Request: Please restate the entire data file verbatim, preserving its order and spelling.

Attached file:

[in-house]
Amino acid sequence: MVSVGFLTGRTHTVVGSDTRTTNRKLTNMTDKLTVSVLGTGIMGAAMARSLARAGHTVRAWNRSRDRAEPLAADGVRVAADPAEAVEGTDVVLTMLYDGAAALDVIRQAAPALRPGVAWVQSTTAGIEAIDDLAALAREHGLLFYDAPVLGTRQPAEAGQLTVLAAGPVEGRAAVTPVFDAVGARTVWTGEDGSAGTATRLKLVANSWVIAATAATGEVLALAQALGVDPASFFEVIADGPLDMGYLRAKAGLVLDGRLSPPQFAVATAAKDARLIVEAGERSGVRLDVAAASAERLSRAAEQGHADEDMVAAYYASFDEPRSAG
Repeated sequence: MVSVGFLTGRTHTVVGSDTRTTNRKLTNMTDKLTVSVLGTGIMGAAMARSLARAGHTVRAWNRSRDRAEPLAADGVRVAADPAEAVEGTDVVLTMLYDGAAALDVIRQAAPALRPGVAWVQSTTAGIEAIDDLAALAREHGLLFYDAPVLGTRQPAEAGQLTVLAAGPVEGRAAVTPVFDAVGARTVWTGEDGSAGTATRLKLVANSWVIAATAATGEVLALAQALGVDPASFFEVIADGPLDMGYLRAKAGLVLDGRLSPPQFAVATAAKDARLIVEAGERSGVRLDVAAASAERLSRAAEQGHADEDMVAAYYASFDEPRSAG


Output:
[in-house]
Amino acid sequence: MVSVGFLTGRTHTVVGSDTRTTNRKLTNMTDKLTVSVLGTGIMGAAMARSLARAGHTVRAWNRSRDRAEPLAADGVRVAADPAEAVEGTDVVLTMLYDGAAALDVIRQAAPALRPGVAWVQSTTAGIEAIDDLAALAREHGLLFYDAPVLGTRQPAEAGQLTVLAAGPVEGRAAVTPVFDAVGARTVWTGEDGSAGTATRLKLVANSWVIAATAATGEVLALAQALGVDPASFFEVIADGPLDMGYLRAKAGLVLDGRLSPPQFAVATAAKDARLIVEAGERSGVRLDVAAASAERLSRAAEQGHADEDMVAAYYASFDEPRSAG
Repeated sequence: MVSVGFLTGRTHTVVGSDTRTTNRKLTNMTDKLTVSVLGTGIMGAAMARSLARAGHTVRAWNRSRDRAEPLAADGVRVAADPAEAVEGTDVVLTMLYDGAAALDVIRQAAPALRPGVAWVQSTTAGIEAIDDLAALAREHGLLFYDAPVLGTRQPAEAGQLTVLAAGPVEGRAAVTPVFDAVGARTVWTGEDGSAGTATRLKLVANSWVIAATAATGEVLALAQALGVDPASFFEVIADGPLDMGYLRAKAGLVLDGRLSPPQFAVATAAKDARLIVEAGERSGVRLDVAAASAERLSRAAEQGHADEDMVAAYYASFDEPRSAG